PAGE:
Global remittances — funds sent from migrant workers to their home countries — were recorded at $318 billion in 2007. There are approximately 200 million migrants worldwide, many of whom send money back to their families to cover immediate needs of food, shelter and education. Remittances cushion the backbone of local economies, particularly in smaller countries like El Salvador, where 17 percent of the country’s gross domestic product can be traced back to the one million Salvadorans working in U.S.
Remittances also play a role in easing poverty and reconfiguring social norms in recipient countries. In the Philippines, eight million migrant workers are celebrated patriots back home, where their monies provide a crutch to the economy. In their absence, the Filipino government works to protect migrant rights against exploitation overseas. At home, the cycle continues and former migrant grandparents rear their grandchildren.
There is speculation that a downturn in the U.S. economy could diminish the cash flows migrant workers send home. While Mexico reins in the bulk of U.S. remittances with over $25 billion in 2007, a recent study by the Inter-American Development Bank found that during the first half of 2007, remittances from the U.S. to Mexico remained relatively flat, whereas they had climbed 20 percent over the same period the previous year.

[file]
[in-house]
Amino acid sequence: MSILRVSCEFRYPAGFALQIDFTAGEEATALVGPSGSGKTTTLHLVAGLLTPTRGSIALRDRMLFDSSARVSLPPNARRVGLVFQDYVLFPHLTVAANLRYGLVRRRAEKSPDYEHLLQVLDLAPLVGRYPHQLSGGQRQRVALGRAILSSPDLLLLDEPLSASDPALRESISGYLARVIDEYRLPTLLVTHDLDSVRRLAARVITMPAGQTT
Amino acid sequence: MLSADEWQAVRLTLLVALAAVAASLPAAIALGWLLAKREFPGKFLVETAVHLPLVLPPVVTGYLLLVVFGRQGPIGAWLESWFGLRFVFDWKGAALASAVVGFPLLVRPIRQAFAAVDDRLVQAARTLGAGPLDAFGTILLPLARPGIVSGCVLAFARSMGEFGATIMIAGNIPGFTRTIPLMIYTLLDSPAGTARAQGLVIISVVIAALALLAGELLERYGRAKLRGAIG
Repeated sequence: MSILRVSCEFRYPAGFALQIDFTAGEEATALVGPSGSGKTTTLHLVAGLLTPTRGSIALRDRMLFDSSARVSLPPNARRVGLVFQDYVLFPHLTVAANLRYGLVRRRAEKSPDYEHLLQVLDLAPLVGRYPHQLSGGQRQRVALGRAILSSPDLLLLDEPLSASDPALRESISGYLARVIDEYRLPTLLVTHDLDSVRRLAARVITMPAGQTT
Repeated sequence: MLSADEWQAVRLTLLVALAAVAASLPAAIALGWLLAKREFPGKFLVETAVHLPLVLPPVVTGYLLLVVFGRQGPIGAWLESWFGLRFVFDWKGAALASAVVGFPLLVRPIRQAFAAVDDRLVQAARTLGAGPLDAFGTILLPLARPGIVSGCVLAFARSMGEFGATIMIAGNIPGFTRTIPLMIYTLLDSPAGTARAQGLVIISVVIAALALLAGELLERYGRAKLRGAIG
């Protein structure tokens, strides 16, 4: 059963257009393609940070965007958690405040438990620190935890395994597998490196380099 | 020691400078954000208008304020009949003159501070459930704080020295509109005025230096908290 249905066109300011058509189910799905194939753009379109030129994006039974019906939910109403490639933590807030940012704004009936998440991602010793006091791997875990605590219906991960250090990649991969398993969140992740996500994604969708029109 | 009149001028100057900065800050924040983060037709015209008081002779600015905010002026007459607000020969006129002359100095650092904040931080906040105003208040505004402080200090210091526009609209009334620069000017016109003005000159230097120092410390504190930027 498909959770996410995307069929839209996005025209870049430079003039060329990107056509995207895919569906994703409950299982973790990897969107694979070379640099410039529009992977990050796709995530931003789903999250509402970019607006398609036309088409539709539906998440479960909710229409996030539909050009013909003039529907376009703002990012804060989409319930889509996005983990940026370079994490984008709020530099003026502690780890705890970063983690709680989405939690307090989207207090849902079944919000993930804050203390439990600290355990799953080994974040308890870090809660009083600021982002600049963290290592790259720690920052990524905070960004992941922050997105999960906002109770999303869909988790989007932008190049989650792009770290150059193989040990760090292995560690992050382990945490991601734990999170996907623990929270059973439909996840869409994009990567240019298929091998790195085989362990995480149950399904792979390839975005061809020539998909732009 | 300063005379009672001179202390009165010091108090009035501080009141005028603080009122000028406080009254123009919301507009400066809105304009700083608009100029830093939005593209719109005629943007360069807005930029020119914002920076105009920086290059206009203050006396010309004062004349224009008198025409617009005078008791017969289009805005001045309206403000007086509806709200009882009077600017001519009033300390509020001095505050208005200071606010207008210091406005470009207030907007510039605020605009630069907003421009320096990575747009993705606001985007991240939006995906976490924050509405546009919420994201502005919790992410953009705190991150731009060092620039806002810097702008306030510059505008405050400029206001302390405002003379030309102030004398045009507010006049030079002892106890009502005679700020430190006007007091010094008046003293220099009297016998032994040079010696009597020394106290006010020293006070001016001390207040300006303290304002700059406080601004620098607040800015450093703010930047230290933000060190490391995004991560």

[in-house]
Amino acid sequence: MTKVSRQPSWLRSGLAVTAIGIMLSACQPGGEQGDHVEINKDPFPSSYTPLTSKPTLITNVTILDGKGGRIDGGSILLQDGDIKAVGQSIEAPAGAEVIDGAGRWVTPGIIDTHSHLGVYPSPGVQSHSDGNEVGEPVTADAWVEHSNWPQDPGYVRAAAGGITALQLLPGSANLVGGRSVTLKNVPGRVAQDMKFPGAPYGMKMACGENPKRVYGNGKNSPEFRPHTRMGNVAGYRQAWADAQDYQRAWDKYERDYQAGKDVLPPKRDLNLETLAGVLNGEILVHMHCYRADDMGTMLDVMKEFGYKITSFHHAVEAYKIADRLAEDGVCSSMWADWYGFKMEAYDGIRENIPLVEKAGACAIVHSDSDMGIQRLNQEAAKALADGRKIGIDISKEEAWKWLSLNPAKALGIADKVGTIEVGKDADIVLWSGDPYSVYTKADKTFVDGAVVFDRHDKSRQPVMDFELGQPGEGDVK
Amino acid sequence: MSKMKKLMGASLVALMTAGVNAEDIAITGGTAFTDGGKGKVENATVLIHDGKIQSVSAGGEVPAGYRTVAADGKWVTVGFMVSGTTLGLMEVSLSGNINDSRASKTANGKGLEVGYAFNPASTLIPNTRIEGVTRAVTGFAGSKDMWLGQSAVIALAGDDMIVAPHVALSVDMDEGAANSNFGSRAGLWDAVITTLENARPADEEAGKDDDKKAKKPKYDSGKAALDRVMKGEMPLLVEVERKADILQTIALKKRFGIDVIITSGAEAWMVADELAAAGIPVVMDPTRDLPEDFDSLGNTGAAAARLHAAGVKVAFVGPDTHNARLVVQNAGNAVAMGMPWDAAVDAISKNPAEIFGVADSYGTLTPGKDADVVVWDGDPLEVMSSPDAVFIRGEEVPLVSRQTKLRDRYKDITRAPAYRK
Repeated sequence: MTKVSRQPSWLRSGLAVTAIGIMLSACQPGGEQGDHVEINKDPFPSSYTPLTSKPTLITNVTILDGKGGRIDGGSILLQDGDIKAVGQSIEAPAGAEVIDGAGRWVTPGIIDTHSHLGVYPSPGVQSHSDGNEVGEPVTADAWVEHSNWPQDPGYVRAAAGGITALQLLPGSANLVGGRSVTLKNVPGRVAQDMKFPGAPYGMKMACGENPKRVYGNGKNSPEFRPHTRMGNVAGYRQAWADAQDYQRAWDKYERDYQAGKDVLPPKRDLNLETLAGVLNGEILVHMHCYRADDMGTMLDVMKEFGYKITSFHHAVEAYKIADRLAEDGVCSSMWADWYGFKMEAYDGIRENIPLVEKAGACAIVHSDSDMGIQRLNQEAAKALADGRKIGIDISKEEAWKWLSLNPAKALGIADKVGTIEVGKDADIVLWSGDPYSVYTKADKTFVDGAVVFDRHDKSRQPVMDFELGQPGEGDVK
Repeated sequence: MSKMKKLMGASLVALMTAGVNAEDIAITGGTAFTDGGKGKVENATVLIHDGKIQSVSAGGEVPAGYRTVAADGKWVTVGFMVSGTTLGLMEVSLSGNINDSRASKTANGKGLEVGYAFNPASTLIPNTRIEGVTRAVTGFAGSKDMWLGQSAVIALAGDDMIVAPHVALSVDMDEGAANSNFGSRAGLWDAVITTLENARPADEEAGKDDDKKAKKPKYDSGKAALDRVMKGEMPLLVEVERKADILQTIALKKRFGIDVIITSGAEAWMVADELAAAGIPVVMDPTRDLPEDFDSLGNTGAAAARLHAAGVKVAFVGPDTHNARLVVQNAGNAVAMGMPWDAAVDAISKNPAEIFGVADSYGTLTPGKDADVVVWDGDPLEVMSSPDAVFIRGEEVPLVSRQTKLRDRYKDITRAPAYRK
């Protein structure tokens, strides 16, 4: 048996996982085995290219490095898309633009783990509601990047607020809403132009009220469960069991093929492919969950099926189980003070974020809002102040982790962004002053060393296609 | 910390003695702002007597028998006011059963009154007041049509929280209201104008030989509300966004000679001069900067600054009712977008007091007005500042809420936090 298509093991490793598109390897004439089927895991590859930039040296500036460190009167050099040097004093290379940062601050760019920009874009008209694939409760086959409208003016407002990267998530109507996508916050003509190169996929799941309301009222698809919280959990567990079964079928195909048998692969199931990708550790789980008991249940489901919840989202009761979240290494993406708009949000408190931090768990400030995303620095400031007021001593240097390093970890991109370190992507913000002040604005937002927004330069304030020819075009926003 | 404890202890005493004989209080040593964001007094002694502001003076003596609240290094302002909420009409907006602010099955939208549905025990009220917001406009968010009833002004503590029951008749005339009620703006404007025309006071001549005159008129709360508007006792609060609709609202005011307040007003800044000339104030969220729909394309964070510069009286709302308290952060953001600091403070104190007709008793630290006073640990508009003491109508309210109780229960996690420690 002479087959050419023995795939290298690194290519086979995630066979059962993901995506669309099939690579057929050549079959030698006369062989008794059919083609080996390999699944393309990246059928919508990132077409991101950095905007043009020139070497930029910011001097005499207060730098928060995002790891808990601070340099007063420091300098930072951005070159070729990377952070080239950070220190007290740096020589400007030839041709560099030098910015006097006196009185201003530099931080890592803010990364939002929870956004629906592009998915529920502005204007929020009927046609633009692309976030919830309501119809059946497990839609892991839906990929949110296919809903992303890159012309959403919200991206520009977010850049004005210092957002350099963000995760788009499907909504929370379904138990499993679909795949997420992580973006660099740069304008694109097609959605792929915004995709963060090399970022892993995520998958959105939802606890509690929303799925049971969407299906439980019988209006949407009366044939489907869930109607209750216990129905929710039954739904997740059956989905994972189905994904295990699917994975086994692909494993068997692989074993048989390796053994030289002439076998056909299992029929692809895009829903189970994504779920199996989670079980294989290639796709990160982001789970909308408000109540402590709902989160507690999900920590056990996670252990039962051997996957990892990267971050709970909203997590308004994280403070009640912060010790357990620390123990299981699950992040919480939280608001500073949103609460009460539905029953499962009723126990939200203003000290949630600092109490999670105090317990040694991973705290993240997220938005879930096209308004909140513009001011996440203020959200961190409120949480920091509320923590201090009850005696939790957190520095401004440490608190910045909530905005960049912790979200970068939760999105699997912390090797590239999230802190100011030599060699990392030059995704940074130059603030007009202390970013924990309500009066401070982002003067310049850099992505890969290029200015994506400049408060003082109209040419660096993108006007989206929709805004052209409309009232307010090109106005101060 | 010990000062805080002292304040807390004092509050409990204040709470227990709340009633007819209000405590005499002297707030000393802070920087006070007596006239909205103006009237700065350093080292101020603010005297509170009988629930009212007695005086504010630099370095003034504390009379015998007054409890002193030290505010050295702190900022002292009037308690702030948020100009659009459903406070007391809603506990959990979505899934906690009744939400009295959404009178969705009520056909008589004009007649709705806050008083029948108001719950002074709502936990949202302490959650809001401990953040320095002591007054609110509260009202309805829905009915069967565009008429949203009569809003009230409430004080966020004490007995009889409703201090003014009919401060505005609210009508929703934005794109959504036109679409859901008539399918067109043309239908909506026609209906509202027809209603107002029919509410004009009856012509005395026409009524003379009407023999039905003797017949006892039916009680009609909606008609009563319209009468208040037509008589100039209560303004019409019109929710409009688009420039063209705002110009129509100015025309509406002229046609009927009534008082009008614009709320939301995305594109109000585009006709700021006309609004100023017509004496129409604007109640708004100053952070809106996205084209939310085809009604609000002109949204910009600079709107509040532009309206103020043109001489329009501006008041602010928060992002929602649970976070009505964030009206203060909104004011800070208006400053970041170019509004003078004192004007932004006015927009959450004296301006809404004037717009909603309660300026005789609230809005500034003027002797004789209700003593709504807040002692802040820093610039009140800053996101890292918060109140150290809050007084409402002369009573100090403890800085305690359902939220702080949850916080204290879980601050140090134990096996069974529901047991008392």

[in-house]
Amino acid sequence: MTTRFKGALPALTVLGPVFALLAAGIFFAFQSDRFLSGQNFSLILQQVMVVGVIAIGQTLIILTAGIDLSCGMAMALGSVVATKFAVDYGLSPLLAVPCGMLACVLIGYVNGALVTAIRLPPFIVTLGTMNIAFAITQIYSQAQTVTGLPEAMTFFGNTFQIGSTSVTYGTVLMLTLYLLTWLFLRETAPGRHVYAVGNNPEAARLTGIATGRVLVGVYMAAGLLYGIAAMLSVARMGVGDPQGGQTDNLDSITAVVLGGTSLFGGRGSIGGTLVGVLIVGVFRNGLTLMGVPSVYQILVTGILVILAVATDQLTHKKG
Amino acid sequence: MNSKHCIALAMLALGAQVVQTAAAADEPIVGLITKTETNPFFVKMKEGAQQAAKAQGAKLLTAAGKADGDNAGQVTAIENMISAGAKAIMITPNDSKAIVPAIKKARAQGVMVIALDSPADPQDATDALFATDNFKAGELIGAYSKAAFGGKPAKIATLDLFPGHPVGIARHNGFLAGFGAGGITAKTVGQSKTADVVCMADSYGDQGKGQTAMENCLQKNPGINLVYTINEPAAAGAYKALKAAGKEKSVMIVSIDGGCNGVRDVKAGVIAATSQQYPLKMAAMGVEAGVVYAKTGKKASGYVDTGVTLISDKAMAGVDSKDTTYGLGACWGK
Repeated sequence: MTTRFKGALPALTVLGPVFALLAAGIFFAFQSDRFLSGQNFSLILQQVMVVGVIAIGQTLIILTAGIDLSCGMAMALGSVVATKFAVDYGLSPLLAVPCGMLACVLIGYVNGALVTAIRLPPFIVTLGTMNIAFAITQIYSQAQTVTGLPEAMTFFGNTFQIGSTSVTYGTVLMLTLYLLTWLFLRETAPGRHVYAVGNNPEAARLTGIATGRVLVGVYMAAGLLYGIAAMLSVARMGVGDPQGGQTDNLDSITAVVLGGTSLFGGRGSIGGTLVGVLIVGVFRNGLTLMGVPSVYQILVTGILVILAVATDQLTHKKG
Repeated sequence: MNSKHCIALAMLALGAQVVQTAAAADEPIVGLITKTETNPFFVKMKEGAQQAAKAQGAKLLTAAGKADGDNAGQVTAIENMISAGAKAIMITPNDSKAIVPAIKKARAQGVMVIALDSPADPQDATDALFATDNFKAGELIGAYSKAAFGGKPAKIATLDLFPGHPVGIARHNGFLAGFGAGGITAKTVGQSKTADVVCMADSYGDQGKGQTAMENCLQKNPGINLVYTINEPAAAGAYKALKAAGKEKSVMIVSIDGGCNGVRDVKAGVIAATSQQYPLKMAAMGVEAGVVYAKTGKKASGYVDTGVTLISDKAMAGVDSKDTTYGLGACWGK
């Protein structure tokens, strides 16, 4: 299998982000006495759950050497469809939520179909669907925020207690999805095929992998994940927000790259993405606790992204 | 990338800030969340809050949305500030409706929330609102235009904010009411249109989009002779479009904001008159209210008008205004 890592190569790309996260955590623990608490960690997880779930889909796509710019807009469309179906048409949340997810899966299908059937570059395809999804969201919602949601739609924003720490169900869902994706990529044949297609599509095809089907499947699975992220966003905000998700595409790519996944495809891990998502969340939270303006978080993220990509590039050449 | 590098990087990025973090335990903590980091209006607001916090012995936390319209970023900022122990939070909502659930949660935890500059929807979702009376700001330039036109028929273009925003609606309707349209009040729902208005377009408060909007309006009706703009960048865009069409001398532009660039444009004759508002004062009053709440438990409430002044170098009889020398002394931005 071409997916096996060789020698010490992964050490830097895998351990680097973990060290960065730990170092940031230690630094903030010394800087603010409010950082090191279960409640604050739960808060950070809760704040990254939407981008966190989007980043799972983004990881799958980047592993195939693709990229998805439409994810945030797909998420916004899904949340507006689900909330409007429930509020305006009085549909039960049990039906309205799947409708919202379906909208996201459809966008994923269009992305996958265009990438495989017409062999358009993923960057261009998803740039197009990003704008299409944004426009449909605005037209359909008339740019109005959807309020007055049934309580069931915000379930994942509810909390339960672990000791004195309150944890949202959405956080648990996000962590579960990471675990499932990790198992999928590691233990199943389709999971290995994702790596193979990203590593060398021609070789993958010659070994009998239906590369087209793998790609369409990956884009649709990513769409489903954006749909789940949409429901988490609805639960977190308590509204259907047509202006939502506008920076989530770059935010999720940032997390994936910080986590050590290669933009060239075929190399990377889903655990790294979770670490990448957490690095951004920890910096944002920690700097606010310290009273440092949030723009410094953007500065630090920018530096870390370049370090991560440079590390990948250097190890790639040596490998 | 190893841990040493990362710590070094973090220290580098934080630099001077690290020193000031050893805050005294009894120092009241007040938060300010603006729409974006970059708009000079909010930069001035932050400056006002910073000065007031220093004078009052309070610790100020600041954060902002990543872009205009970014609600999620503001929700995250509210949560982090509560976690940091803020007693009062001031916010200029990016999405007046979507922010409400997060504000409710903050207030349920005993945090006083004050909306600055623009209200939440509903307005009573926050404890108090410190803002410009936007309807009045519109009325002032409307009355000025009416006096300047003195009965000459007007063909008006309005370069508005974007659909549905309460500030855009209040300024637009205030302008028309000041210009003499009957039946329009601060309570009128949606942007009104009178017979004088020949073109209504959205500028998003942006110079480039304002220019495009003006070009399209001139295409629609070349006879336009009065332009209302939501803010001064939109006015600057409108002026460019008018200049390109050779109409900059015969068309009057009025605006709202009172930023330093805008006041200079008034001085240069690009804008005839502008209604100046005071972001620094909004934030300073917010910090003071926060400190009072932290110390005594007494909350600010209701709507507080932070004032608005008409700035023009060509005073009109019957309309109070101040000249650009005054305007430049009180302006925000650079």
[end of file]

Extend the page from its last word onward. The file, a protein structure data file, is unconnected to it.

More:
The charts below illustrate the top remittance recipients. Monies are sourced from the U.S. and on the basis of remittances received from around the world. For example, India tops the global remittance recipient list with $27 billion sent home, but only a third stems from the U.S., while other flows come from various countries in the Middle East, the United Kingdom, Canada, as well as neighboring countries.
Remittances from the United States: Top 15 Recipient Countries in U.S. Dollars (2007)
Sources: Manuel Orozco, Estimating Global Remittance Flows: A Methodology, 2007 and International Fund for Agricultural Development, Sending Money Home: Worldwide Remittance Flows to Developing and Transition Countries, 2007.
Remittances from Around the World: Top 15 Recipient Countries in U.S. Dollars (2007)
Sources: World Bank, Migration and Remittances Factbook, 2007.